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What Is the Difference Between Major & Trace Minerals?

by
author image Sue Roberts, M.P.H., R.D.
Sue Roberts began writing in 1989. Her work has appeared in such publications as “Today’s Dietitian” and "Journal of Food Science." Roberts holds a Bachelor of Science in nutrition from Pennsylvania State University, a Master of Public Health in nutrition from the University of Minnesota and a Master of Science in food science from Michigan State University. She is a registered dietitian and certified nutritionist.
What Is the Difference Between Major & Trace Minerals?
Mature couple laughing with one another Photo Credit Design Pics/Kristy-Anne Glubish/Design Pics/Getty Images

Major and trace minerals are essential for growth and overall health. Every mineral has its own function, in addition to working together to support body processes. Minerals are classified as either major or trace, depending upon the amount required by the body. They play important roles in making proteins such as hormones and enzymes, healing wounds, forming teeth and bones, maintaining fluid balance, and other body functions.

Background

Major minerals are found in the body in amounts greater than 5 g, while the trace minerals exist in quantities less than 5 g. This difference in amount says nothing about importance, as all minerals contribute to essential bodily functions. A deficiency of a few micrograms of one mineral can be just as harmful as a deficiency of several milligrams of another. Both types of minerals are chemically indestructible.

Major Minerals

The major minerals include calcium, phosphorus, sulfur, sodium, potassium, chloride and magnesium. All of the major minerals play roles in maintaining body fluid balance, however each has unique functions, too. Calcium is essential for healthy bones, muscle contractions, blood clotting, hormone secretion and enzyme activation. Sodium, along with potassium, regulates body fluid volume. It also plays a role in muscle contraction, nerve transmission and helps to maintain acid-base balance. Magnesium is involved with energy production, muscle contraction, blood pressure regulation and heart and lung functioning. Magnesium is needed to help prevent dental caries by holding calcium in teeth enamel. Most of the body's phosphorus is found in the bones and teeth. but it also helps with energy production. Sulfur is needed as a component of some amino acids, the building blocks of protein.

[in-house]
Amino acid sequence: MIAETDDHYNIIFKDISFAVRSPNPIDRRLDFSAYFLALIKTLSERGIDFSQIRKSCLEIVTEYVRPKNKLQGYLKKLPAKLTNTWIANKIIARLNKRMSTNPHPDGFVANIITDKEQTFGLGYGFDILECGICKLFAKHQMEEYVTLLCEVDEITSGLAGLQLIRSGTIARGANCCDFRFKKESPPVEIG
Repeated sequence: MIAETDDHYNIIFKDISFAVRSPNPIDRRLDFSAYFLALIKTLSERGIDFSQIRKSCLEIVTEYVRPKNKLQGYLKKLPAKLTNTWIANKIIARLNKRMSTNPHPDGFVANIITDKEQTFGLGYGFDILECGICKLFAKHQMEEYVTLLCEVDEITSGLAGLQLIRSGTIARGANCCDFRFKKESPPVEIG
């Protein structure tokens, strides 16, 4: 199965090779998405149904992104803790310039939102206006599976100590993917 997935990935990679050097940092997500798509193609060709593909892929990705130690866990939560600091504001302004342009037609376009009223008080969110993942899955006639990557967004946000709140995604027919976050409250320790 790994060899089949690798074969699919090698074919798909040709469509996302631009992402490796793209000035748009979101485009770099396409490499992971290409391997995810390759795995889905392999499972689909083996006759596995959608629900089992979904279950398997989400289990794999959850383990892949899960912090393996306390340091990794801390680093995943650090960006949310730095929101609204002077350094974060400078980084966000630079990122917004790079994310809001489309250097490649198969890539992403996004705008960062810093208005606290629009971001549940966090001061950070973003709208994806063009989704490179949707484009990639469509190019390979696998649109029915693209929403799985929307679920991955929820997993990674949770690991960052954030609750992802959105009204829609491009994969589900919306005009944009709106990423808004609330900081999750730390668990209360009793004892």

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Trace Minerals with Known Requirements

The trace minerals, or minor minerals as they are sometimes called, include iron, zinc, iodine, selenium, copper, manganese, fluoride, chromium and molybdenum. Requirements have been established for each of these. Most body iron exists either as hemoglobin in the red blood cells or myoglobin in the muscle cells. Iron is needed by enzymes in order to make amino acids, collagen, hormones and neurotransmitters. Zinc is important for proper enzyme activity, immunity, body protein synthesis, taste, wound healing and reproduction. Iodine is part of the hormone thyroxine, which helps to regulate metabolism. Selenium is an antioxidant that helps to protect cells from oxidative damage. Copper is a component of hemoglobin and collagen. Manganese works together with enzymes that regulate different body functions. Fluoride helps to prevent dental caries. Chromium works together with insulin for energy production. Molybdenum is a component of various enzymes.

Trace Minerals with Unknown Requirements

Scientists know there are other trace minerals which are needed to support human life, yet the exact amounts required are still unknown. These include arsenic, boron, nickel, silicon and vanadium.

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